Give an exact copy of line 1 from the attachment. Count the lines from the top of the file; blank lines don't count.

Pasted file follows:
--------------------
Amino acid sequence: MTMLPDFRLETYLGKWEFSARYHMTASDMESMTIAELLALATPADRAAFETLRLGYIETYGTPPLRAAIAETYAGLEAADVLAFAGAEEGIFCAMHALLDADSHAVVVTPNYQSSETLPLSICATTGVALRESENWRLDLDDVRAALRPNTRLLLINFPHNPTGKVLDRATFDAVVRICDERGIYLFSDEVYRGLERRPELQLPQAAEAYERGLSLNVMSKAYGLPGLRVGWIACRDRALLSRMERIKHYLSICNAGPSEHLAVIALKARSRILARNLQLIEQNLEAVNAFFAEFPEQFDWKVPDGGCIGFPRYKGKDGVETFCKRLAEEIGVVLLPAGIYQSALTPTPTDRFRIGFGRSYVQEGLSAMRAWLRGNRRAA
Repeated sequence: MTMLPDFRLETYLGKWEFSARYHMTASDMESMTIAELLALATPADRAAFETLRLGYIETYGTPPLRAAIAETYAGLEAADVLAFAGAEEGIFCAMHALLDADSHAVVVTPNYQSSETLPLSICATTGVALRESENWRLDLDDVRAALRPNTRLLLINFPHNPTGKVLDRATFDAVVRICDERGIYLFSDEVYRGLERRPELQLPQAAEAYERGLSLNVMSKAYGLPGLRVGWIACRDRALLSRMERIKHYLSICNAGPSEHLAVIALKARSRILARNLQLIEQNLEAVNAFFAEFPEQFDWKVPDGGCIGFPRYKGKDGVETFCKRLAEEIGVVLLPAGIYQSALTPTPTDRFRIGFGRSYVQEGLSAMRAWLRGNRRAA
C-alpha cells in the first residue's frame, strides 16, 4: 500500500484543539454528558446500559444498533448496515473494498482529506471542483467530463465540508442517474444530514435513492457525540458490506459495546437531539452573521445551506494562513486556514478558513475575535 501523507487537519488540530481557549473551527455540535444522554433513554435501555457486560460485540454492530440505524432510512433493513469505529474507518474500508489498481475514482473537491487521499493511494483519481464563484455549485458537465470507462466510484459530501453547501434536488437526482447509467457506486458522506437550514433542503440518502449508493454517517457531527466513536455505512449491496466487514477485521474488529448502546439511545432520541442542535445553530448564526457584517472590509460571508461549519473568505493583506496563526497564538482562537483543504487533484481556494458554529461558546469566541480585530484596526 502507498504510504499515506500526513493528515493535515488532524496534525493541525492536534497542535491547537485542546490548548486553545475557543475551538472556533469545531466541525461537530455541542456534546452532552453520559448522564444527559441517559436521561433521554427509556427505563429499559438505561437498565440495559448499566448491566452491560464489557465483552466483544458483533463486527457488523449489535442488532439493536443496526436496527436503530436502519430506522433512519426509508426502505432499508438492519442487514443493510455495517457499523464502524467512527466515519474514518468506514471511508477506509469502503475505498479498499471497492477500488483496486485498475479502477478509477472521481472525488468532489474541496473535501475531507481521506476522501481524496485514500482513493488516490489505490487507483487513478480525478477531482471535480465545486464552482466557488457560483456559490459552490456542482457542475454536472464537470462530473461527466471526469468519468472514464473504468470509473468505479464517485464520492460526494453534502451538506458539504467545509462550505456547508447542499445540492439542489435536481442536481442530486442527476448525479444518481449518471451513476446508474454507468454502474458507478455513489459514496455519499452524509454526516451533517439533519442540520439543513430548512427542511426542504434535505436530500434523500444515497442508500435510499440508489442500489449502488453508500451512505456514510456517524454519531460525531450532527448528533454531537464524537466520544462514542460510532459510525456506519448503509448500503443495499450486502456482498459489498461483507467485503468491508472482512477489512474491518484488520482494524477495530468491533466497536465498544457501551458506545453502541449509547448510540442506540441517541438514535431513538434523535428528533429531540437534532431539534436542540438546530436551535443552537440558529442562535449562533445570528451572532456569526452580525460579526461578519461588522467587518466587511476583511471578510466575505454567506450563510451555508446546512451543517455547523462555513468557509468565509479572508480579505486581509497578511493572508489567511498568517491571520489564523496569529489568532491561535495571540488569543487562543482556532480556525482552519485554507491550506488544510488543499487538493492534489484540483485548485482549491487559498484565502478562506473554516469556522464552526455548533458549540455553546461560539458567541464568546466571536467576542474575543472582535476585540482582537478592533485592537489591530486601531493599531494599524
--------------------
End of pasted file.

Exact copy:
Amino acid sequence: MTMLPDFRLETYLGKWEFSARYHMTASDMESMTIAELLALATPADRAAFETLRLGYIETYGTPPLRAAIAETYAGLEAADVLAFAGAEEGIFCAMHALLDADSHAVVVTPNYQSSETLPLSICATTGVALRESENWRLDLDDVRAALRPNTRLLLINFPHNPTGKVLDRATFDAVVRICDERGIYLFSDEVYRGLERRPELQLPQAAEAYERGLSLNVMSKAYGLPGLRVGWIACRDRALLSRMERIKHYLSICNAGPSEHLAVIALKARSRILARNLQLIEQNLEAVNAFFAEFPEQFDWKVPDGGCIGFPRYKGKDGVETFCKRLAEEIGVVLLPAGIYQSALTPTPTDRFRIGFGRSYVQEGLSAMRAWLRGNRRAA